Rewriting Chinese Fiction in Early Modern Japan

Rewriting Chinese Fiction in Early Modern Japan

William Fleming - Assistant Professor of Japanese, University of California Santa Barbara

Thursday, March 29, 2018 - 4:30pm to 6:00pm
Room 301, Rosenkranz Hall See map
115 Prospect Avenue
New Haven, CT 06511

Although overseas travel was off limits to Japanese themselves from the 1630s through the 1860s, thousands of Chinese ships sailed into Nagasaki Harbor during that time, bringing the bounty of the continent to an eager, captive audience: silks and satins, sugar, ginseng and other medicines, minerals, animal products—and books. Much attention has been given to a few prominent works of Chinese fiction that became widely familiar to the Japanese public in the early modern period. Yet many fundamental questions remain unanswered about the broader reception history. What portion of books imported from the continent were titles of fiction? How much of China’s literary output made it to Japan, and how quickly? How did the scale and speed of importation change over time? What percentage of titles, and what sorts, were reprinted for the domestic market? In his talk, Professor Fleming will point toward answers to these and other large-scale questions. At the same time, he will illustrate his discussion by tracing the journeys taken by individual texts as they traveled from China to Japan. Subjected to various forms of rewriting—copying, editing, annotation, and finally translation and adaptation into vernacular Japanese—these texts reemerge in altered forms reflecting the very different social, political, and historical contexts of Japan under Tokugawa rule.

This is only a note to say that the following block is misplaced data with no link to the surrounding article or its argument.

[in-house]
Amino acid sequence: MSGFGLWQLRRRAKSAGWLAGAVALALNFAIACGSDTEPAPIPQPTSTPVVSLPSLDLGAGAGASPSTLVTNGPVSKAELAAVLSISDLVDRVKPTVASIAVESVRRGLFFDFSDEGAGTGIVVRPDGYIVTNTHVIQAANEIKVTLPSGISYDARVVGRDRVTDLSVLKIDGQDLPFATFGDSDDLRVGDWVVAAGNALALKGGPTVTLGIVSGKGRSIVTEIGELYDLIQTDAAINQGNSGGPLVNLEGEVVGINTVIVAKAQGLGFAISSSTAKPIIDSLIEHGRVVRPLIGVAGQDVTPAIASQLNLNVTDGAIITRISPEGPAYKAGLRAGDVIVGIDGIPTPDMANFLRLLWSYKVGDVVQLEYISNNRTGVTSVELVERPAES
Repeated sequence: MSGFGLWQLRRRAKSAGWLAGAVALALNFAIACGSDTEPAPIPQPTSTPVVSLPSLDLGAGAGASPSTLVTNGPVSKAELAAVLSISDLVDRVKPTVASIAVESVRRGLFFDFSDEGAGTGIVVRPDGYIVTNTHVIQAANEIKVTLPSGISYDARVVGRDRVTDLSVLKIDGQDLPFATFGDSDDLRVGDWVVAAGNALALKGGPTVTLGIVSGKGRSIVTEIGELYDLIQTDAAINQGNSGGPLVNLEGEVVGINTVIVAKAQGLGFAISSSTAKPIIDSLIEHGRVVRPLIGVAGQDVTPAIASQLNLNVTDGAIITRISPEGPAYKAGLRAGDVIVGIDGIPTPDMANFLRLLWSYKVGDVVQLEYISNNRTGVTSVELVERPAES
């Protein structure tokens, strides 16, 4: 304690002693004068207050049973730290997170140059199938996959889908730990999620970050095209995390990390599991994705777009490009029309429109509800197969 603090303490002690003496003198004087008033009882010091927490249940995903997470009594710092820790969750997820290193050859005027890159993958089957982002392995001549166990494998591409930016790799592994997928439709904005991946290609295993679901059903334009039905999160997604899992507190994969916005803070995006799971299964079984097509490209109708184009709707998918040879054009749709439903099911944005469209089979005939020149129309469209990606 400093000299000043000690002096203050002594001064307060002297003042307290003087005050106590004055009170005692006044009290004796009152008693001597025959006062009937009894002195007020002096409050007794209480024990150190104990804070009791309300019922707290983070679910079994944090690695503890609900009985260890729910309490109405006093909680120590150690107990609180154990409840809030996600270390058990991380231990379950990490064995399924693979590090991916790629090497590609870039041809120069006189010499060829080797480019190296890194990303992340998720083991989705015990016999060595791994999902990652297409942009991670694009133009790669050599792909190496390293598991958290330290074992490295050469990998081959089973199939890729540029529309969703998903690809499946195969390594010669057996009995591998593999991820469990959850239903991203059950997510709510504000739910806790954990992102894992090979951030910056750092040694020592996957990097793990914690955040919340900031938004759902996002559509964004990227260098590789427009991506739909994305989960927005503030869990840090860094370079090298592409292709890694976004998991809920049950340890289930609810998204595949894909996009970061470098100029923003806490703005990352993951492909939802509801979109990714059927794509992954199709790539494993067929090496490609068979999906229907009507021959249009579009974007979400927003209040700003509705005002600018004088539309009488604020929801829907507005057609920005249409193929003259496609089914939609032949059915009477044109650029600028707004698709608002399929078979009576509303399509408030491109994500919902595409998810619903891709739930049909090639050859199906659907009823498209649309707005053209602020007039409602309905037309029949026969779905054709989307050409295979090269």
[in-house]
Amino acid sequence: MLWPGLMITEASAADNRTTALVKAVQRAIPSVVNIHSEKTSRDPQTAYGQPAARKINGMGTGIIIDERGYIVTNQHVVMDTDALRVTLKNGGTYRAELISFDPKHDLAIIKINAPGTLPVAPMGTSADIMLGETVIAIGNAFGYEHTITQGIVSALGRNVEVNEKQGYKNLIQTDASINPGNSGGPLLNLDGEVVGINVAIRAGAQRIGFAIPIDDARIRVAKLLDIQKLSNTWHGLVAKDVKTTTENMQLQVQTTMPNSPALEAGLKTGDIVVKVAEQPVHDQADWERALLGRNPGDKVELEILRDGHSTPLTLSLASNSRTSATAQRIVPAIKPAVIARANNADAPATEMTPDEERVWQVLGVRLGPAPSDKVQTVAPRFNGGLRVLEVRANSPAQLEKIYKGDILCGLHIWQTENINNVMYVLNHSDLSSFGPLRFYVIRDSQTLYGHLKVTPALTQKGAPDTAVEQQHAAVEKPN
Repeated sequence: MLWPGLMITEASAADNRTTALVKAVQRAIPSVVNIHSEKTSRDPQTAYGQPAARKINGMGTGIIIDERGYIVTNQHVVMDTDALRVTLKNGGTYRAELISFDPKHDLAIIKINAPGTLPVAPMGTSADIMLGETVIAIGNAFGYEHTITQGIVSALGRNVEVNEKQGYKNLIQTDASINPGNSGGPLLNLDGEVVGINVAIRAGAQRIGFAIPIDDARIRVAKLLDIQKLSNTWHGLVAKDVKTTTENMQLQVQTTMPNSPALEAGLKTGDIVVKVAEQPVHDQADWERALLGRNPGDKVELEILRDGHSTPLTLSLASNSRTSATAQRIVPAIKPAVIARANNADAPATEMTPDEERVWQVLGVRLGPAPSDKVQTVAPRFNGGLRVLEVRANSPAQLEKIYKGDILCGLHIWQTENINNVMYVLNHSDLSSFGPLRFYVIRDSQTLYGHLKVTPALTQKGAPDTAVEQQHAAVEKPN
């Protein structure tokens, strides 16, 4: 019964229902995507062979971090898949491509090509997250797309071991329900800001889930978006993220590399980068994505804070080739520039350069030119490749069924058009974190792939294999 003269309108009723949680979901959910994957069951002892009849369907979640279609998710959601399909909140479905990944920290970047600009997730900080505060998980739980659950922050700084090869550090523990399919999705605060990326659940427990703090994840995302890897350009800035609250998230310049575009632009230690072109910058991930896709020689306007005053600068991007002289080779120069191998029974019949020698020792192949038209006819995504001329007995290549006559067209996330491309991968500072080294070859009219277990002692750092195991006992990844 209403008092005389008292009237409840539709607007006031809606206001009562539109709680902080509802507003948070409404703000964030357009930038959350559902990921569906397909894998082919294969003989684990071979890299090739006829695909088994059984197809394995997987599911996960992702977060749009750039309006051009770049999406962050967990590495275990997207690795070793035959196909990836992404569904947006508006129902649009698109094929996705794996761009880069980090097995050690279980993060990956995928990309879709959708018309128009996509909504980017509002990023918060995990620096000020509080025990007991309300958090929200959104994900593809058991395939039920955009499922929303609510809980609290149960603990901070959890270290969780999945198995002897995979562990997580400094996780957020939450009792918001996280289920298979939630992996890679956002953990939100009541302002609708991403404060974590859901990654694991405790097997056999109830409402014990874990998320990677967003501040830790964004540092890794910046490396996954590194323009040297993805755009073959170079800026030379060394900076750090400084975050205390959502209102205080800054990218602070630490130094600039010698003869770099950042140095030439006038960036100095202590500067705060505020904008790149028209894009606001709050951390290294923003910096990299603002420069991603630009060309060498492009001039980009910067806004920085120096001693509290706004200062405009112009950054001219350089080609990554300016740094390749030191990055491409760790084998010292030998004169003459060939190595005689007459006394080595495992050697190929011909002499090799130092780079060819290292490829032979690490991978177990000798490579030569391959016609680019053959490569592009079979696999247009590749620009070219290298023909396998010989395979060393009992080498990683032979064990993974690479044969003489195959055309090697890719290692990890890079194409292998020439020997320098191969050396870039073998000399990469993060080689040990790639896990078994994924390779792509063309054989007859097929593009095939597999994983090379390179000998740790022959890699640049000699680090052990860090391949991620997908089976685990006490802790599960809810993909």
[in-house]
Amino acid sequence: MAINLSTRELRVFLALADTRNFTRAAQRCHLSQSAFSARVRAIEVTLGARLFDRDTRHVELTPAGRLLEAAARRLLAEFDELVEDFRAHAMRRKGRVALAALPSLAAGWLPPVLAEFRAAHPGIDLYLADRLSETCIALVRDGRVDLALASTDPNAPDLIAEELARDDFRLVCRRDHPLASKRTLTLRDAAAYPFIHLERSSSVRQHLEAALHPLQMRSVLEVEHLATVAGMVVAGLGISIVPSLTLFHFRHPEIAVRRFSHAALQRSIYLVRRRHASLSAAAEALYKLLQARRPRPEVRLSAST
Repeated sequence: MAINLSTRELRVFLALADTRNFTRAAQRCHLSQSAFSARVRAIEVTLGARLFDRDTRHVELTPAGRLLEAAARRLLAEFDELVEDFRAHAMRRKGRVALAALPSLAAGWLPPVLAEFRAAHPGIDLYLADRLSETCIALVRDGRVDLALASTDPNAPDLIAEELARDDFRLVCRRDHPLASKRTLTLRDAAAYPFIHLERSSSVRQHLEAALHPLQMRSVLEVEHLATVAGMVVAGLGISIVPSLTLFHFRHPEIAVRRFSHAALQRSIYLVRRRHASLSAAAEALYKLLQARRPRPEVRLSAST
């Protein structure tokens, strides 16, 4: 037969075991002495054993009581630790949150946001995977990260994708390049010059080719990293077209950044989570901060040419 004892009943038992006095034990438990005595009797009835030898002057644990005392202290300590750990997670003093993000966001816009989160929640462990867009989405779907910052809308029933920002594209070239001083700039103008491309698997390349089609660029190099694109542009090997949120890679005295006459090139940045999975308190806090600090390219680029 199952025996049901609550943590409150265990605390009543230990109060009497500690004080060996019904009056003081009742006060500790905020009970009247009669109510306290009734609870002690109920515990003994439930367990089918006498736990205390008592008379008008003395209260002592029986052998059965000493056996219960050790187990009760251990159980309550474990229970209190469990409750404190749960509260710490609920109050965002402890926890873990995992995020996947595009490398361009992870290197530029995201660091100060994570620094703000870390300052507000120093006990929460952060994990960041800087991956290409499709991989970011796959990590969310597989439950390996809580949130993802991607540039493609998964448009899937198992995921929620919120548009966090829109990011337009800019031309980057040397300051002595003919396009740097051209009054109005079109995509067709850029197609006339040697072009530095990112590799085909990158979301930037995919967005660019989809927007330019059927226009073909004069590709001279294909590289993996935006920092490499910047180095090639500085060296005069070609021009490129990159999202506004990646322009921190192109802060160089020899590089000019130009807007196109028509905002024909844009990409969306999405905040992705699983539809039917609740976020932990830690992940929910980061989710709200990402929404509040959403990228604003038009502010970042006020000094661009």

William Fleming is Assistant Professor of East Asian Languages and Cultural Studies at the University of California, Santa Barbara. His research focuses on early modern Japanese literature and its engagement with the world outside Japan. He completed his undergraduate and graduate studies at Harvard University and has spent time as a visiting researcher at Kyoto University, Waseda University, and the National Institute of Japanese Literature in Tokyo. Before moving to UCSB, he taught in the Department of East Asian Languages and Literatures and the Theater Studies Program at Yale.